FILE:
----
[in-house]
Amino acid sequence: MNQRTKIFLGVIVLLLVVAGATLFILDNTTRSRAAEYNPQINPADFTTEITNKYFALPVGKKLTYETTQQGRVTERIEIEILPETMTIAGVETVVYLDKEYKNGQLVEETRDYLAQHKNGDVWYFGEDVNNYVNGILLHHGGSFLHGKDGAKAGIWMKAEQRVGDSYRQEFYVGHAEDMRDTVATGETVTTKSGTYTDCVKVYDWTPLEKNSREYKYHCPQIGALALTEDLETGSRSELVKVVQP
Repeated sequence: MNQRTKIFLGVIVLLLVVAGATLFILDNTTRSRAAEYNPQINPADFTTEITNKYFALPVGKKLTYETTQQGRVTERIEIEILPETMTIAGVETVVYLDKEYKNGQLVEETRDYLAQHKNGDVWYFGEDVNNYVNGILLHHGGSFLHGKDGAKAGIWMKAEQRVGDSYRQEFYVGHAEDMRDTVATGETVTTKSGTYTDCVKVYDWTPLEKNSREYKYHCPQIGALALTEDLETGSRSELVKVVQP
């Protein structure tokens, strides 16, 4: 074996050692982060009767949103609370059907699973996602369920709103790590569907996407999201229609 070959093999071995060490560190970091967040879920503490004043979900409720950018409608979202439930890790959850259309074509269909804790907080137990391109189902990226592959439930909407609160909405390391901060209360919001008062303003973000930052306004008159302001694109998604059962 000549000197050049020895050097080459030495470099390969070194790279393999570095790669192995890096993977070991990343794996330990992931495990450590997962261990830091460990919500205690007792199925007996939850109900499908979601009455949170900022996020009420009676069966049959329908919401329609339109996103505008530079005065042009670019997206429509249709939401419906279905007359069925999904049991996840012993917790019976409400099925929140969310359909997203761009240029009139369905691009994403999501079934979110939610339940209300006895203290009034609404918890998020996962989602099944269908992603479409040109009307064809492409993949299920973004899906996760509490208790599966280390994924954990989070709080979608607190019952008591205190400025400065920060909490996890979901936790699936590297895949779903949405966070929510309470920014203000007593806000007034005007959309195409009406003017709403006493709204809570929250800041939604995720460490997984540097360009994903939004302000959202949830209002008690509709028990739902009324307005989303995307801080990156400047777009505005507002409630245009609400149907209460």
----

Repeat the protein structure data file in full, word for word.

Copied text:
[in-house]
Amino acid sequence: MNQRTKIFLGVIVLLLVVAGATLFILDNTTRSRAAEYNPQINPADFTTEITNKYFALPVGKKLTYETTQQGRVTERIEIEILPETMTIAGVETVVYLDKEYKNGQLVEETRDYLAQHKNGDVWYFGEDVNNYVNGILLHHGGSFLHGKDGAKAGIWMKAEQRVGDSYRQEFYVGHAEDMRDTVATGETVTTKSGTYTDCVKVYDWTPLEKNSREYKYHCPQIGALALTEDLETGSRSELVKVVQP
Repeated sequence: MNQRTKIFLGVIVLLLVVAGATLFILDNTTRSRAAEYNPQINPADFTTEITNKYFALPVGKKLTYETTQQGRVTERIEIEILPETMTIAGVETVVYLDKEYKNGQLVEETRDYLAQHKNGDVWYFGEDVNNYVNGILLHHGGSFLHGKDGAKAGIWMKAEQRVGDSYRQEFYVGHAEDMRDTVATGETVTTKSGTYTDCVKVYDWTPLEKNSREYKYHCPQIGALALTEDLETGSRSELVKVVQP
């Protein structure tokens, strides 16, 4: 074996050692982060009767949103609370059907699973996602369920709103790590569907996407999201229609 070959093999071995060490560190970091967040879920503490004043979900409720950018409608979202439930890790959850259309074509269909804790907080137990391109189902990226592959439930909407609160909405390391901060209360919001008062303003973000930052306004008159302001694109998604059962 000549000197050049020895050097080459030495470099390969070194790279393999570095790669192995890096993977070991990343794996330990992931495990450590997962261990830091460990919500205690007792199925007996939850109900499908979601009455949170900022996020009420009676069966049959329908919401329609339109996103505008530079005065042009670019997206429509249709939401419906279905007359069925999904049991996840012993917790019976409400099925929140969310359909997203761009240029009139369905691009994403999501079934979110939610339940209300006895203290009034609404918890998020996962989602099944269908992603479409040109009307064809492409993949299920973004899906996760509490208790599966280390994924954990989070709080979608607190019952008591205190400025400065920060909490996890979901936790699936590297895949779903949405966070929510309470920014203000007593806000007034005007959309195409009406003017709403006493709204809570929250800041939604995720460490997984540097360009994903939004302000959202949830209002008690509709028990739902009324307005989303995307801080990156400047777009505005507002409630245009609400149907209460």